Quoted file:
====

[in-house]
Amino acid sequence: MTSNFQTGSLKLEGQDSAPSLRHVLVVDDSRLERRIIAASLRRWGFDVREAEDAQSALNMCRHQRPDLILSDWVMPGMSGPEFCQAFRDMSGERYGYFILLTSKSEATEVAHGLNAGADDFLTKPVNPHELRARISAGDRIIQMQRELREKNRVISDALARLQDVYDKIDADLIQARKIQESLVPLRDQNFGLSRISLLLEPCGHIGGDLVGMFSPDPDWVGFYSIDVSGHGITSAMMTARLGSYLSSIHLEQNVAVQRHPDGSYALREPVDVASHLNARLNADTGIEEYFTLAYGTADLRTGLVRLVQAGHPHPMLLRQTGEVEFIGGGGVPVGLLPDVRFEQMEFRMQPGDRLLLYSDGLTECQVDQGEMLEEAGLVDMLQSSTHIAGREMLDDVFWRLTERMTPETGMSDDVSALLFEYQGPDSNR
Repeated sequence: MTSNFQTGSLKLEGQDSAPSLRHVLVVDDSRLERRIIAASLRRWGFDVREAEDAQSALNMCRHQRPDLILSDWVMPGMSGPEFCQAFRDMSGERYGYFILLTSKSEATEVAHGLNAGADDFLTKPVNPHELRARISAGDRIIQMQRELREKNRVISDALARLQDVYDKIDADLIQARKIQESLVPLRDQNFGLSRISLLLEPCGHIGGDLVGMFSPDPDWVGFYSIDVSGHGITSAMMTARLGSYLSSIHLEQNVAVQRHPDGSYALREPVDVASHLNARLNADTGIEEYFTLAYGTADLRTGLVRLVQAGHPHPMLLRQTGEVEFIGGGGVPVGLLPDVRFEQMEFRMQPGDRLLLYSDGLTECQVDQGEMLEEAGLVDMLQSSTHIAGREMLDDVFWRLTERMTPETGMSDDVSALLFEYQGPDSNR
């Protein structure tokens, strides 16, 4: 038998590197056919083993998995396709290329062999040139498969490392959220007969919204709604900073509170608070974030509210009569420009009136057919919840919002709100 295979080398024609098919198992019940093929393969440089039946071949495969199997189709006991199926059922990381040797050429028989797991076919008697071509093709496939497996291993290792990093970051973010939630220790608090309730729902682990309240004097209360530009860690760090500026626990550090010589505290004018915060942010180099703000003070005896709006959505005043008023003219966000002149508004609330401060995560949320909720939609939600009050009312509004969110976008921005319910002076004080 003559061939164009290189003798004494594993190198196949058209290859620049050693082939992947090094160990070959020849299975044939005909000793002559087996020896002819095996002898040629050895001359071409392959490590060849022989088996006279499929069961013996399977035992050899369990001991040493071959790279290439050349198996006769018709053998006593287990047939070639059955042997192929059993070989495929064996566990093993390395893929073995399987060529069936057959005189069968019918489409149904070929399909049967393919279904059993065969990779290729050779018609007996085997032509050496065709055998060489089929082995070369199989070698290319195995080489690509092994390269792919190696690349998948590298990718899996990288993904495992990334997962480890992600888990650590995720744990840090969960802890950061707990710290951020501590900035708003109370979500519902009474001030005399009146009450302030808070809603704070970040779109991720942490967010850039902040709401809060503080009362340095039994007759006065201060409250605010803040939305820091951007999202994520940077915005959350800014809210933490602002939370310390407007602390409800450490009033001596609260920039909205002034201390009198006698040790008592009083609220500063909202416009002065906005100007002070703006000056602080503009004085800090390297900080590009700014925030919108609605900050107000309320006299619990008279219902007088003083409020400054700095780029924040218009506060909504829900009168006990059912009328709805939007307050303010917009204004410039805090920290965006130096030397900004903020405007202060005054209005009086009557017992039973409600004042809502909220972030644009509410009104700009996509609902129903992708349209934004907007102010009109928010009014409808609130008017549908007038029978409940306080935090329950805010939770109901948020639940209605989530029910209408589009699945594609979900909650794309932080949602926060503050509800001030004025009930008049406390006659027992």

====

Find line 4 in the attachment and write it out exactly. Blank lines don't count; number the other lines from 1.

């Protein structure tokens, strides 16, 4: 038998590197056919083993998995396709290329062999040139498969490392959220007969919204709604900073509170608070974030509210009569420009009136057919919840919002709100 295979080398024609098919198992019940093929393969440089039946071949495969199997189709006991199926059922990381040797050429028989797991076919008697071509093709496939497996291993290792990093970051973010939630220790608090309730729902682990309240004097209360530009860690760090500026626990550090010589505290004018915060942010180099703000003070005896709006959505005043008023003219966000002149508004609330401060995560949320909720939609939600009050009312509004969110976008921005319910002076004080 003559061939164009290189003798004494594993190198196949058209290859620049050693082939992947090094160990070959020849299975044939005909000793002559087996020896002819095996002898040629050895001359071409392959490590060849022989088996006279499929069961013996399977035992050899369990001991040493071959790279290439050349198996006769018709053998006593287990047939070639059955042997192929059993070989495929064996566990093993390395893929073995399987060529069936057959005189069968019918489409149904070929399909049967393919279904059993065969990779290729050779018609007996085997032509050496065709055998060489089929082995070369199989070698290319195995080489690509092994390269792919190696690349998948590298990718899996990288993904495992990334997962480890992600888990650590995720744990840090969960802890950061707990710290951020501590900035708003109370979500519902009474001030005399009146009450302030808070809603704070970040779109991720942490967010850039902040709401809060503080009362340095039994007759006065201060409250605010803040939305820091951007999202994520940077915005959350800014809210933490602002939370310390407007602390409800450490009033001596609260920039909205002034201390009198006698040790008592009083609220500063909202416009002065906005100007002070703006000056602080503009004085800090390297900080590009700014925030919108609605900050107000309320006299619990008279219902007088003083409020400054700095780029924040218009506060909504829900009168006990059912009328709805939007307050303010917009204004410039805090920290965006130096030397900004903020405007202060005054209005009086009557017992039973409600004042809502909220972030644009509410009104700009996509609902129903992708349209934004907007102010009109928010009014409808609130008017549908007038029978409940306080935090329950805010939770109901948020639940209605989530029910209408589009699945594609979900909650794309932080949602926060503050509800001030004025009930008049406390006659027992």